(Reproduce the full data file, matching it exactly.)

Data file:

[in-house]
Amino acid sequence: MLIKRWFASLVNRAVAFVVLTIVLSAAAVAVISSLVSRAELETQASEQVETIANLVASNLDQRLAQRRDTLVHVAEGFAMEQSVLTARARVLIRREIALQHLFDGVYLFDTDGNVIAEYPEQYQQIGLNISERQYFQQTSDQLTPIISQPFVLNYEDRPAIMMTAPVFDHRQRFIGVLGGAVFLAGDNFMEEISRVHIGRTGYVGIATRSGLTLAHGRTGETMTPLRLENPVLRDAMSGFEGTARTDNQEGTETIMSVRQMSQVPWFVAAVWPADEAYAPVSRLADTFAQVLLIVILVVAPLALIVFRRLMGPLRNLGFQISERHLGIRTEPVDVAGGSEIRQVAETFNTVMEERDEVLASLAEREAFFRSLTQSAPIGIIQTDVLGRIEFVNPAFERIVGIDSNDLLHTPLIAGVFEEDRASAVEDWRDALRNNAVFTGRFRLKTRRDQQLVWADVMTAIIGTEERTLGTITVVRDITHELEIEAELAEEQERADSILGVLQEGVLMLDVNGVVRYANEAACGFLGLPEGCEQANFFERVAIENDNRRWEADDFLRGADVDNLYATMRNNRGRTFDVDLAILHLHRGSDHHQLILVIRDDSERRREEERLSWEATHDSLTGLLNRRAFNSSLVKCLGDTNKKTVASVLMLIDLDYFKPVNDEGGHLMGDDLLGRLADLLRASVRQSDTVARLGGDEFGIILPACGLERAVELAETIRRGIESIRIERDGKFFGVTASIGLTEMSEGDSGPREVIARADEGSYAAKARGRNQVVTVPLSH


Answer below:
[in-house]
Amino acid sequence: MLIKRWFASLVNRAVAFVVLTIVLSAAAVAVISSLVSRAELETQASEQVETIANLVASNLDQRLAQRRDTLVHVAEGFAMEQSVLTARARVLIRREIALQHLFDGVYLFDTDGNVIAEYPEQYQQIGLNISERQYFQQTSDQLTPIISQPFVLNYEDRPAIMMTAPVFDHRQRFIGVLGGAVFLAGDNFMEEISRVHIGRTGYVGIATRSGLTLAHGRTGETMTPLRLENPVLRDAMSGFEGTARTDNQEGTETIMSVRQMSQVPWFVAAVWPADEAYAPVSRLADTFAQVLLIVILVVAPLALIVFRRLMGPLRNLGFQISERHLGIRTEPVDVAGGSEIRQVAETFNTVMEERDEVLASLAEREAFFRSLTQSAPIGIIQTDVLGRIEFVNPAFERIVGIDSNDLLHTPLIAGVFEEDRASAVEDWRDALRNNAVFTGRFRLKTRRDQQLVWADVMTAIIGTEERTLGTITVVRDITHELEIEAELAEEQERADSILGVLQEGVLMLDVNGVVRYANEAACGFLGLPEGCEQANFFERVAIENDNRRWEADDFLRGADVDNLYATMRNNRGRTFDVDLAILHLHRGSDHHQLILVIRDDSERRREEERLSWEATHDSLTGLLNRRAFNSSLVKCLGDTNKKTVASVLMLIDLDYFKPVNDEGGHLMGDDLLGRLADLLRASVRQSDTVARLGGDEFGIILPACGLERAVELAETIRRGIESIRIERDGKFFGVTASIGLTEMSEGDSGPREVIARADEGSYAAKARGRNQVVTVPLSH